Research shows that high taxes harm economic growth
Even with a forecast budget surplus of $17.6 billion over the next budget biennium, the DFL leaders in St. Paul are proposing to raise a range of taxes. There are…
Not everyone. In fact, not most people. The Center’s new program, “Great Jobs Without a Four-Year Degree,” highlights the fact that there are many rewarding careers that don’t require a bachelor’s degree, and don’t entail a mountain of debt. Today, Kathy Kersten has the lead op-ed in the Sunday Star Tribune. It is titled “Postsecondary education for non-dummies.” Here are some excerpts, please do read the whole thing:
In recent decades, our society has developed a powerful cultural bias that a four-year college degree is optimal for everyone, and that any other path to a career is second-best, “for dummies.” But in fact young people who choose alternative pathways — like a two-year associate’s degree, an apprenticeship or an occupational certificate — can often land in-demand, well-paying jobs fast, avoid crippling debt and look forward to a secure future. Some earn significantly more than classmates who choose the four-year route.
Here’s the paradox: Today, while an increasing number of young people — especially young men — are adrift and living in Mom’s basement, thousands of skilled jobs are going begging in our state. This is especially true in high-demand fields like technical occupations and the trades.
Our state’s manufacturers, for example, struggle to fill two-thirds of the available jobs, according to Minnesota’s Department of Employment and Economic Development (DEED). The problem will grow worse as baby boomers continue to retire.
This skills gap will severely hamper the ability of Minnesota’s economy to grow unless we address it with urgency now.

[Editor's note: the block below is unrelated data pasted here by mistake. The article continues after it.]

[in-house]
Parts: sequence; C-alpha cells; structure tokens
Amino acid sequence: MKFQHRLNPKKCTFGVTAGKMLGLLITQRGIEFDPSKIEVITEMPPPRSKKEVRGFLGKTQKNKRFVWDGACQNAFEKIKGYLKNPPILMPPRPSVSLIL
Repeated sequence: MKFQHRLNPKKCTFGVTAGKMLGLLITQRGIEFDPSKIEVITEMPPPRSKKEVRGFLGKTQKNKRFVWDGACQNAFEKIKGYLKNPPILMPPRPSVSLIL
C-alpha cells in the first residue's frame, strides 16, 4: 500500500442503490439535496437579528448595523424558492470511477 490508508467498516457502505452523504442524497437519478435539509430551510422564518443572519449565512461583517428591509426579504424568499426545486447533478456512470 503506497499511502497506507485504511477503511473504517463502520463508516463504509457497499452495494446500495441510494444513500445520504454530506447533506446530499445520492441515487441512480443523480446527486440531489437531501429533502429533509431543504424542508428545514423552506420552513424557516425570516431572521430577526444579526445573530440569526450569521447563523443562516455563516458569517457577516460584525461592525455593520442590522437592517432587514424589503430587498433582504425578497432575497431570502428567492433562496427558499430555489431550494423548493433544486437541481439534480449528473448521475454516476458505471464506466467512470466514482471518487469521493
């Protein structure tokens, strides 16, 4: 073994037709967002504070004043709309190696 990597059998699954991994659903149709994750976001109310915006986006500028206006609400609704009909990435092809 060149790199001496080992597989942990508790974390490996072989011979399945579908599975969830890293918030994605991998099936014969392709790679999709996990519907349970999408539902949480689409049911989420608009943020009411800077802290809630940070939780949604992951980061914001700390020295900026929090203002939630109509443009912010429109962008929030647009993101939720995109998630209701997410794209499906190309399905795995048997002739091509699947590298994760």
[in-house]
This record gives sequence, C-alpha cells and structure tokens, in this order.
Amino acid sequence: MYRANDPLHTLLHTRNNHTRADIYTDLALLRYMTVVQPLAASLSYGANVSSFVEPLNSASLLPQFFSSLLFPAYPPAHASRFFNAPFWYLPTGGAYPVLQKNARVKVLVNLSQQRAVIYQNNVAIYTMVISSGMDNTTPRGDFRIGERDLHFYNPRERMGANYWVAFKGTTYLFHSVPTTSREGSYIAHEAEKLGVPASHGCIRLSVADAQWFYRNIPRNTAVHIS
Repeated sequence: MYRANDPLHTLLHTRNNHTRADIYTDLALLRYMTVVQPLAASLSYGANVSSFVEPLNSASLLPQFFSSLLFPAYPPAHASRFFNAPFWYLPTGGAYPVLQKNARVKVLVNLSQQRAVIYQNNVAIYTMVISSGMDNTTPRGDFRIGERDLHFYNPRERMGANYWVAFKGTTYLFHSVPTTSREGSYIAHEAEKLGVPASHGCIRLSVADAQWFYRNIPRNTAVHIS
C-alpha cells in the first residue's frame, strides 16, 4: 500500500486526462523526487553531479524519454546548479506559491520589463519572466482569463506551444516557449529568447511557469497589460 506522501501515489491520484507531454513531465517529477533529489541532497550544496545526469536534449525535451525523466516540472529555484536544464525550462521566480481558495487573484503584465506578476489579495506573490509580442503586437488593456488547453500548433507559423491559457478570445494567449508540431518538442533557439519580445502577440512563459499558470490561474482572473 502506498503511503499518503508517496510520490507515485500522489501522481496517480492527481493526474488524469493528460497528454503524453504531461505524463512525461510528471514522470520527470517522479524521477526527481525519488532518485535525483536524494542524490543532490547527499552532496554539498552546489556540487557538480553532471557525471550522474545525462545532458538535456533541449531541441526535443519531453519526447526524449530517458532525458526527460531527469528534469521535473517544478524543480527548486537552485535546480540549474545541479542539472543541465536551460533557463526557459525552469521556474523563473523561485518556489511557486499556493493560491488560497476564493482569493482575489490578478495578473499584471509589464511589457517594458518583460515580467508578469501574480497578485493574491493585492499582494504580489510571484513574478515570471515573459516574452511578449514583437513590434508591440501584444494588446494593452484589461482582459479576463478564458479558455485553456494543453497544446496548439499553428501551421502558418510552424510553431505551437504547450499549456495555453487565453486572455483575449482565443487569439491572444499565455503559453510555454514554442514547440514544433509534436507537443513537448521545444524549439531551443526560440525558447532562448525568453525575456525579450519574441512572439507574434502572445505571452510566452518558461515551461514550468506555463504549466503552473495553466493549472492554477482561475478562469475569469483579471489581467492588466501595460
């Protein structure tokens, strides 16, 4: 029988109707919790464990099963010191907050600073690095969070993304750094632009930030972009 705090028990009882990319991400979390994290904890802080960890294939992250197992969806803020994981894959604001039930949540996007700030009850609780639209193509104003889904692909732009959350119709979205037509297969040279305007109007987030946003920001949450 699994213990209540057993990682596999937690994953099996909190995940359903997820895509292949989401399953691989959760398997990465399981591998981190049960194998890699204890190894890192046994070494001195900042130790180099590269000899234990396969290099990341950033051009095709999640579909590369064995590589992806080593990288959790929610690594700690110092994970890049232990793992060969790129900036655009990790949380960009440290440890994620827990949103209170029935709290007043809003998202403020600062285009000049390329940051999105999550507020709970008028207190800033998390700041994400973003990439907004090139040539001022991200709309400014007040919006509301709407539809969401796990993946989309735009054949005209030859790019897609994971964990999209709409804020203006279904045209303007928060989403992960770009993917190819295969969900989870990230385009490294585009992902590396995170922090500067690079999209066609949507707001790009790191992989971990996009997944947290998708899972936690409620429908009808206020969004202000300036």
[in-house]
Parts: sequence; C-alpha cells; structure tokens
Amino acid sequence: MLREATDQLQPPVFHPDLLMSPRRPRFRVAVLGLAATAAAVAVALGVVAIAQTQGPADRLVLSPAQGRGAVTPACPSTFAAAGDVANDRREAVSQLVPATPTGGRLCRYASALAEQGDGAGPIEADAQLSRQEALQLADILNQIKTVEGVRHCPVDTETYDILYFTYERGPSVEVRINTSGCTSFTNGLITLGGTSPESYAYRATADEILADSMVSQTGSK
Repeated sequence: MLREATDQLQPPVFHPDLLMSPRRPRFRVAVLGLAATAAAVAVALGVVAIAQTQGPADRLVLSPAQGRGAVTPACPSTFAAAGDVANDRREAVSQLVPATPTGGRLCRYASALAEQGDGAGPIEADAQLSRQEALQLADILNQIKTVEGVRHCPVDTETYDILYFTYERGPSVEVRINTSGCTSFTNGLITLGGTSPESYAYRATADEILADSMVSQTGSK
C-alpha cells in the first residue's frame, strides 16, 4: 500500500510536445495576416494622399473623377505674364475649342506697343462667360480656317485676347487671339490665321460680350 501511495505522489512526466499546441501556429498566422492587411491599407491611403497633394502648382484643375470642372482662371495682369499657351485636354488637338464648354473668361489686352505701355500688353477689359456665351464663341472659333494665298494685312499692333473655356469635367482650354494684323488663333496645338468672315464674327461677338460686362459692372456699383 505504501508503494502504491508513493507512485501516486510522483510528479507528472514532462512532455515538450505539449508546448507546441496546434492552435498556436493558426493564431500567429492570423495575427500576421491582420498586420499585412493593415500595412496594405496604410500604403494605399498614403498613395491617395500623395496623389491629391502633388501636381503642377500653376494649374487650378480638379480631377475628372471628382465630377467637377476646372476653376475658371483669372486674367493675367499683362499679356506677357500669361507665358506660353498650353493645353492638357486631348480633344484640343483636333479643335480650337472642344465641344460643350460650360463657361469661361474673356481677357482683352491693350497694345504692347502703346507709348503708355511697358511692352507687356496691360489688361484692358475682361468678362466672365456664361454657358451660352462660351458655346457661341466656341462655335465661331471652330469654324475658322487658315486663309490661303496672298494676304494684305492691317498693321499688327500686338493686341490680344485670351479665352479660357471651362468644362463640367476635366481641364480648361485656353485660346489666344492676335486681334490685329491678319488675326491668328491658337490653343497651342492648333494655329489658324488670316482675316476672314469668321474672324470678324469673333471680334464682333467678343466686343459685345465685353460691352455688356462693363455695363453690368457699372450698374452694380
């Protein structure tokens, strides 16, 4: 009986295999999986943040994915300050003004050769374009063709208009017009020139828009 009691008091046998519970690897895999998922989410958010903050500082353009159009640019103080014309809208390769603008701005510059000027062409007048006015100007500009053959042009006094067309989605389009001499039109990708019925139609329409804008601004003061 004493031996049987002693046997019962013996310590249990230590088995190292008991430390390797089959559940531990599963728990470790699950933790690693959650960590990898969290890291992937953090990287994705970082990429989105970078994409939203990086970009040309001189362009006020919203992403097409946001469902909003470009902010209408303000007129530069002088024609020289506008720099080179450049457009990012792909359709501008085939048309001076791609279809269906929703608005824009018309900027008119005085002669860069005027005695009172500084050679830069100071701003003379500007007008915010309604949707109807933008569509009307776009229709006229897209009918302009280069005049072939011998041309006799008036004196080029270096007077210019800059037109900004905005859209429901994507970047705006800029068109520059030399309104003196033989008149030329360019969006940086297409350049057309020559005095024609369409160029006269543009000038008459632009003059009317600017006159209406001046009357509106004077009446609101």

“Today, 79 percent of construction companies can’t find enough qualified workers,” according to Dennis Medo, who heads Project Build Minnesota. “Unless that changes soon, building costs may skyrocket and many construction projects simply won’t get built.”
“More than 40 percent of technical workers in the utility industry are eligible to retire in the next five years,” says Bruce Peterson, executive director of the Minnesota State Energy Center of Excellence. “But if you take 40 percent of the people out of the power plants, how do you keep them running? None of us can function without electricity.” All the skilled trades are “in the same predicament,” he adds.
The solution is hiding in plain sight. We must do better at informing students, and their parents, about all their opportunities as they make postsecondary plans.
For example, the median annual wages for air traffic controllers, medical sonographers and dental hygienists are $143,000, $75,900 and $72,500, respectively, according to DEED.
Electrical repairers and installers’ median annual wages are $58,600, and HVAC repairers and installers’ are $52,200. For electric power line installers and power plant operators, the figures are $76,400 and $72,700.
And that’s just the beginning.
In September, the Center will publish a report by a labor economist showing that there are a number of technical fields, not requiring a college degree, where expected lifetime earnings are significantly higher than those of the average Minnesota college graduate.
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